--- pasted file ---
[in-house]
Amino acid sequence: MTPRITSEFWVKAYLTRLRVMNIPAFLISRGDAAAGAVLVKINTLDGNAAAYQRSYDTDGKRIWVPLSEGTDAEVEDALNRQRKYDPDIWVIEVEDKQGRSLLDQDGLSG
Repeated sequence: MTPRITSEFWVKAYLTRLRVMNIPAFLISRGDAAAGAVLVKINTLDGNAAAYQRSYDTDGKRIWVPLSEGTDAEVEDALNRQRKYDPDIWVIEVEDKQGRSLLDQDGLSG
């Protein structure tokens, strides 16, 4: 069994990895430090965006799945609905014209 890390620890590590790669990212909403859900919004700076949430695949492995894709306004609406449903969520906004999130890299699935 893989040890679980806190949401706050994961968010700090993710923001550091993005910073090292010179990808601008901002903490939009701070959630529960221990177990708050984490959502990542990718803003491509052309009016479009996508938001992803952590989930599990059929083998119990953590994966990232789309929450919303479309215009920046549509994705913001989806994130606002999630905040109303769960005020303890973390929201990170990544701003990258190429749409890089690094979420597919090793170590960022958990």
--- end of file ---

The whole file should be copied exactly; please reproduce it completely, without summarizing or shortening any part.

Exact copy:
[in-house]
Amino acid sequence: MTPRITSEFWVKAYLTRLRVMNIPAFLISRGDAAAGAVLVKINTLDGNAAAYQRSYDTDGKRIWVPLSEGTDAEVEDALNRQRKYDPDIWVIEVEDKQGRSLLDQDGLSG
Repeated sequence: MTPRITSEFWVKAYLTRLRVMNIPAFLISRGDAAAGAVLVKINTLDGNAAAYQRSYDTDGKRIWVPLSEGTDAEVEDALNRQRKYDPDIWVIEVEDKQGRSLLDQDGLSG
């Protein structure tokens, strides 16, 4: 069994990895430090965006799945609905014209 890390620890590590790669990212909403859900919004700076949430695949492995894709306004609406449903969520906004999130890299699935 893989040890679980806190949401706050994961968010700090993710923001550091993005910073090292010179990808601008901002903490939009701070959630529960221990177990708050984490959502990542990718803003491509052309009016479009996508938001992803952590989930599990059929083998119990953590994966990232789309929450919303479309215009920046549509994705913001989806994130606002999630905040109303769960005020303890973390929201990170990544701003990258190429749409890089690094979420597919090793170590960022958990």